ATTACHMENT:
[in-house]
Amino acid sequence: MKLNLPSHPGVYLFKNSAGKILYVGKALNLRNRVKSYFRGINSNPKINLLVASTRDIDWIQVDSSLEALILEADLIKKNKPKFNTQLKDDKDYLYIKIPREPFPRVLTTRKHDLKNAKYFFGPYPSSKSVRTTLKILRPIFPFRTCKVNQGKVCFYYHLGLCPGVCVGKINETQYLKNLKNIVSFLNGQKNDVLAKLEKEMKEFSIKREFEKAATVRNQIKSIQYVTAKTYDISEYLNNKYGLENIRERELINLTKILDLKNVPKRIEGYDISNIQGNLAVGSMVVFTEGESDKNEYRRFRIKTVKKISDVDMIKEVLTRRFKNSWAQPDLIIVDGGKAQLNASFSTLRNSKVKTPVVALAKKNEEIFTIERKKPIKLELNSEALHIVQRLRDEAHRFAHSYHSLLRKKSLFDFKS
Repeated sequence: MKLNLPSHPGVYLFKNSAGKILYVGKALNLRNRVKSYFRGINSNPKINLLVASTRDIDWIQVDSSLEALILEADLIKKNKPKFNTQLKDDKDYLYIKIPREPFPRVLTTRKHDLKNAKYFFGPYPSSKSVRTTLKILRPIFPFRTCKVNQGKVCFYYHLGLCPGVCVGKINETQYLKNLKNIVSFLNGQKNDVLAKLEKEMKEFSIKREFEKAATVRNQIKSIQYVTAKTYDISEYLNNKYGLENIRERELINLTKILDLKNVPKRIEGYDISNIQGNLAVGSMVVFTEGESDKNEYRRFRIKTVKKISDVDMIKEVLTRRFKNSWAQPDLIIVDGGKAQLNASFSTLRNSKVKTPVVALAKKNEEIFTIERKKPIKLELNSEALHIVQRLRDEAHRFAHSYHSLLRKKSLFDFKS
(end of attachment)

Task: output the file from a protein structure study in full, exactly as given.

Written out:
[in-house]
Amino acid sequence: MKLNLPSHPGVYLFKNSAGKILYVGKALNLRNRVKSYFRGINSNPKINLLVASTRDIDWIQVDSSLEALILEADLIKKNKPKFNTQLKDDKDYLYIKIPREPFPRVLTTRKHDLKNAKYFFGPYPSSKSVRTTLKILRPIFPFRTCKVNQGKVCFYYHLGLCPGVCVGKINETQYLKNLKNIVSFLNGQKNDVLAKLEKEMKEFSIKREFEKAATVRNQIKSIQYVTAKTYDISEYLNNKYGLENIRERELINLTKILDLKNVPKRIEGYDISNIQGNLAVGSMVVFTEGESDKNEYRRFRIKTVKKISDVDMIKEVLTRRFKNSWAQPDLIIVDGGKAQLNASFSTLRNSKVKTPVVALAKKNEEIFTIERKKPIKLELNSEALHIVQRLRDEAHRFAHSYHSLLRKKSLFDFKS
Repeated sequence: MKLNLPSHPGVYLFKNSAGKILYVGKALNLRNRVKSYFRGINSNPKINLLVASTRDIDWIQVDSSLEALILEADLIKKNKPKFNTQLKDDKDYLYIKIPREPFPRVLTTRKHDLKNAKYFFGPYPSSKSVRTTLKILRPIFPFRTCKVNQGKVCFYYHLGLCPGVCVGKINETQYLKNLKNIVSFLNGQKNDVLAKLEKEMKEFSIKREFEKAATVRNQIKSIQYVTAKTYDISEYLNNKYGLENIRERELINLTKILDLKNVPKRIEGYDISNIQGNLAVGSMVVFTEGESDKNEYRRFRIKTVKKISDVDMIKEVLTRRFKNSWAQPDLIIVDGGKAQLNASFSTLRNSKVKTPVVALAKKNEEIFTIERKKPIKLELNSEALHIVQRLRDEAHRFAHSYHSLLRKKSLFDFKS